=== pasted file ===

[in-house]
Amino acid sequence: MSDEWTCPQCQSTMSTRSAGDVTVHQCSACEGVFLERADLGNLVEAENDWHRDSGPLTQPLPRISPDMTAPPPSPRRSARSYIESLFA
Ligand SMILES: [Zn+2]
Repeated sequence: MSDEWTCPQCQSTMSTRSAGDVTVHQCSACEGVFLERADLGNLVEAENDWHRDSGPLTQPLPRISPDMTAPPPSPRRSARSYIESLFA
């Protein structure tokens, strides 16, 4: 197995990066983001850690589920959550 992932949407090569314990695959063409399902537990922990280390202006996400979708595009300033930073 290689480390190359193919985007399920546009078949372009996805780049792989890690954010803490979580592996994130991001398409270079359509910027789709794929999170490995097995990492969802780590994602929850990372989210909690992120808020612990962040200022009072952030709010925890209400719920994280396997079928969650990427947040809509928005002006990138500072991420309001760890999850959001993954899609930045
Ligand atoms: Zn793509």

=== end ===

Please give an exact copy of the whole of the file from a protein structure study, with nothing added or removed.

[in-house]
Amino acid sequence: MSDEWTCPQCQSTMSTRSAGDVTVHQCSACEGVFLERADLGNLVEAENDWHRDSGPLTQPLPRISPDMTAPPPSPRRSARSYIESLFA
Ligand SMILES: [Zn+2]
Repeated sequence: MSDEWTCPQCQSTMSTRSAGDVTVHQCSACEGVFLERADLGNLVEAENDWHRDSGPLTQPLPRISPDMTAPPPSPRRSARSYIESLFA
């Protein structure tokens, strides 16, 4: 197995990066983001850690589920959550 992932949407090569314990695959063409399902537990922990280390202006996400979708595009300033930073 290689480390190359193919985007399920546009078949372009996805780049792989890690954010803490979580592996994130991001398409270079359509910027789709794929999170490995097995990492969802780590994602929850990372989210909690992120808020612990962040200022009072952030709010925890209400719920994280396997079928969650990427947040809509928005002006990138500072991420309001760890999850959001993954899609930045
Ligand atoms: Zn793509």